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History meets Hedonism

Issue 02/2009

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Text Ilona Marx Photos Andi Zimmermann Illustration Roman Klonek

One thing is clear from the outset: no single city in the world has more history than Rome. And that has to be a major reason for making a visit to the eternal city an obligation. But what about other good reasons for travelling to Italy?

With a view to the politics and the economy of this scandal-ridden country also known as the ‘dirty boot’ it doesn’t seem particularly inviting. Berlusconi seems to put more effort into his personal potency than into his profile as government leader, and with his cabinet of former models and TV anchorwomen he will hardly be rescuing Bella Italia from the crisis. Is life really still so ‘dolce’ in the capital of hedonism?

It is. A mere few hours later and any doubts are blown away, and the hard-won Puritan principles of ambition and abstinence melt away like Stracciatella ice cream in the Roman midday sun. Because if there’s one thing the Romans know how to do, it’s how to live with chaos, yes, even enjoy it. With self-ironising nonchalance, they overcome the adversities of daily life and instead of building up frustration, surrender to the good things in life: the wonderful food, excellent wines, the sunshine, and the imposing architecture. Enough reasons, therefore, to visit the city on the Tiber and do as the Romans do.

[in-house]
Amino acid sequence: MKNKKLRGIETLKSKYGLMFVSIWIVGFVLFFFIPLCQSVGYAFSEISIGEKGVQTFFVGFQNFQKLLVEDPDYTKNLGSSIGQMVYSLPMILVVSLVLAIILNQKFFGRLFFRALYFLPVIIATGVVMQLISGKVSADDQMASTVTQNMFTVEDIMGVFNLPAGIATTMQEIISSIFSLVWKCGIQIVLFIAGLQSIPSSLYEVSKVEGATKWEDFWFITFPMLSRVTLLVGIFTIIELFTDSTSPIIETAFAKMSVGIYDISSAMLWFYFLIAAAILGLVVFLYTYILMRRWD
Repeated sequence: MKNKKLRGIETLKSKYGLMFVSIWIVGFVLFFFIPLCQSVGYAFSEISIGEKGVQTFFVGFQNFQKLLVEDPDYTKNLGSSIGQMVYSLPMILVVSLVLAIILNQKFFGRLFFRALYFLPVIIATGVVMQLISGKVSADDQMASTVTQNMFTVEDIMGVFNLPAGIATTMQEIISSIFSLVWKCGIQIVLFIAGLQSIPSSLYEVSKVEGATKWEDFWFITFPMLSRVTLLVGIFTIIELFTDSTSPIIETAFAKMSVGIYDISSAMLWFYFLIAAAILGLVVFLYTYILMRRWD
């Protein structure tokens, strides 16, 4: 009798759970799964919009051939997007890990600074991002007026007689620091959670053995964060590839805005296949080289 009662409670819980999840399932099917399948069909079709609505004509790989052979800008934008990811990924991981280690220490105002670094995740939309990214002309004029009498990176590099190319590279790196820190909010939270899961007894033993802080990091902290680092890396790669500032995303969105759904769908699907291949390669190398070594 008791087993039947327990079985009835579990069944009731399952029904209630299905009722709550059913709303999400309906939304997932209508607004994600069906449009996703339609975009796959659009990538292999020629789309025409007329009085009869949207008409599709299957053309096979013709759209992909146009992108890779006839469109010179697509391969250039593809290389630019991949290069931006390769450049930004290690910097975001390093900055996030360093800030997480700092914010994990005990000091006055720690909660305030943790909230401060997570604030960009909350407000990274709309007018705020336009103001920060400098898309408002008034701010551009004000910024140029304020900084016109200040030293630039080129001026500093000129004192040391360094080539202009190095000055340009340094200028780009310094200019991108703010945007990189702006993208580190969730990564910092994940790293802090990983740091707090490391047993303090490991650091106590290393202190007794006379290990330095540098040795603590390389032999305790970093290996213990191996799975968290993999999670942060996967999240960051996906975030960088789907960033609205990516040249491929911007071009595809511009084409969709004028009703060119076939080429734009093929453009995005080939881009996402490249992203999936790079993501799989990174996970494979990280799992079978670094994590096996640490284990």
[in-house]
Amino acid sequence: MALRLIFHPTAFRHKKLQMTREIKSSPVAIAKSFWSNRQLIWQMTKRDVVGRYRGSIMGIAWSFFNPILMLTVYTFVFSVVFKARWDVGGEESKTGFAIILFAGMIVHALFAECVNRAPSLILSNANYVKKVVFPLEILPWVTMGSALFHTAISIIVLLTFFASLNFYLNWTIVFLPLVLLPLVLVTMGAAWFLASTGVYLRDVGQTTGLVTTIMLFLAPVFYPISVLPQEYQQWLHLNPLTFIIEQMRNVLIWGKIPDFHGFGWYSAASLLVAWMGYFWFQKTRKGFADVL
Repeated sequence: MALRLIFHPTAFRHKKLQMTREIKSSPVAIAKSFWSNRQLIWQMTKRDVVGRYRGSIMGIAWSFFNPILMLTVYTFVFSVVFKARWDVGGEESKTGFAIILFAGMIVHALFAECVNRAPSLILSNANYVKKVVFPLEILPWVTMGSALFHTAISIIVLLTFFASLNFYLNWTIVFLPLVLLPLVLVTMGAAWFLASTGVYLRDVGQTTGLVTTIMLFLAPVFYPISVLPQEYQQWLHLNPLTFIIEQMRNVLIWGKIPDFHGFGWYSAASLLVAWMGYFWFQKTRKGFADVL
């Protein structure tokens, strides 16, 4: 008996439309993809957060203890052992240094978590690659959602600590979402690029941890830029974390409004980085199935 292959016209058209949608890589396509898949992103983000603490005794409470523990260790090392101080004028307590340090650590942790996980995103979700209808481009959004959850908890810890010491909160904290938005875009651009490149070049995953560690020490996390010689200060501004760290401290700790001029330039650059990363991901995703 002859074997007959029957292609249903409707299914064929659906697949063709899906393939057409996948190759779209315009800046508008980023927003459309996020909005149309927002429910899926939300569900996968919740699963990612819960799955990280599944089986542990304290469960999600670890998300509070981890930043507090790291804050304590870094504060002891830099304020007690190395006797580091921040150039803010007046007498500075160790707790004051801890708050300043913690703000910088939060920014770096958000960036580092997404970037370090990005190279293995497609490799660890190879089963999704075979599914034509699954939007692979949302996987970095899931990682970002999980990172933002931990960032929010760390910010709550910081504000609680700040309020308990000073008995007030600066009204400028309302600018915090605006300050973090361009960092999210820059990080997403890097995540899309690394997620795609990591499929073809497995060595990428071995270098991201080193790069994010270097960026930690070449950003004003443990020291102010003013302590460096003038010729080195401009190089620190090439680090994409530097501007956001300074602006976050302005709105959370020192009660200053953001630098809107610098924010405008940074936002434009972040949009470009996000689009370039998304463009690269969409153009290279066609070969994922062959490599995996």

J’N’C editor Ilona Marx and photographer Kai von Rabenau from Berlin also allowed themselves to be captivated by the magic and legends of this almost 3000-year-old city. As well as numerous long-established traditional businesses, most of which have been family-run for generations and make up the essence of the Centro Storico, there is also a great shopping experience just waiting to be discovered in the Monti quarter, which lies just to the north of the Coliseum. Around the Piazza dei Fiori shopping opportunities abound, with fashion and more. The best thing is to just wander through the narrow streets and take in the pretty shops and tastefully furnished small trattorias, enotecas and ristorantes. If you’re interested in architecture and want to explore more than just the historical wealth of the city you should not miss the auditorium designed by Renzo Piano and the new museum of contemporary art MAXXI, designed by Zaha Hadid.

Far away from St Peter’s, Piazza Navona and the Pantheon, but another must-see, is the up-and-coming artists’ quarter of San Lorenzo, which is located to the northeast of Termini station. Last but not least, is Trastevere, to the west of the Tiber, the neighbourhood that precedes its reputation of offering an excessive nightlife. La Dolce Vita is tempting from all corners of the city, but perhaps you should give the refreshing dip in the Fontana di Trevi, film-style, a miss. The guards with their shrill whistles have seen it all before and don’t have a sense of humour as far this is concerned. Perhaps you should go and get a quick blessing from the Pope instead. You can get one per week from the Vatican by pre-arrangement. And after all that excess it certainly won’t do any harm.

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